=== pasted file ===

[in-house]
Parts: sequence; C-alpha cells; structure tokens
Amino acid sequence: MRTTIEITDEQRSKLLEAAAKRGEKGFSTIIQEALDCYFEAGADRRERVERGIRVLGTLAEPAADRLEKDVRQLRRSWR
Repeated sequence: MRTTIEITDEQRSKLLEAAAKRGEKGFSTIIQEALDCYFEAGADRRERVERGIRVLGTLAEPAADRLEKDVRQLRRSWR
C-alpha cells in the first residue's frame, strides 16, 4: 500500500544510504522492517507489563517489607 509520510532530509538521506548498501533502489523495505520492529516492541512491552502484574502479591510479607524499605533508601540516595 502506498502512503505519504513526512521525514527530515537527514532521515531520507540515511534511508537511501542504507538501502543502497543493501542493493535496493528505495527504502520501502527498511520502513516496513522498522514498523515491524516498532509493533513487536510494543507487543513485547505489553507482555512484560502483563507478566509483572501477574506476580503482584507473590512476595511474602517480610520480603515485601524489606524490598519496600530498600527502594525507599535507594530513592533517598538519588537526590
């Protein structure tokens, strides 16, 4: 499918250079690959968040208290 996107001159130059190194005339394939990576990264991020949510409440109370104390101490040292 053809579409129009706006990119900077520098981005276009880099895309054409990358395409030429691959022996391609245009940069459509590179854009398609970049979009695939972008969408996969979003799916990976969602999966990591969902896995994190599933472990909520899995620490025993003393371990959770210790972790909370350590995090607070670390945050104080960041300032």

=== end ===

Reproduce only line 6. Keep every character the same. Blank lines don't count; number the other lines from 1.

């Protein structure tokens, strides 16, 4: 499918250079690959968040208290 996107001159130059190194005339394939990576990264991020949510409440109370104390101490040292 053809579409129009706006990119900077520098981005276009880099895309054409990358395409030429691959022996391609245009940069459509590179854009398609970049979009695939972008969408996969979003799916990976969602999966990591969902896995994190599933472990909520899995620490025993003393371990959770210790972790909370350590995090607070670390945050104080960041300032």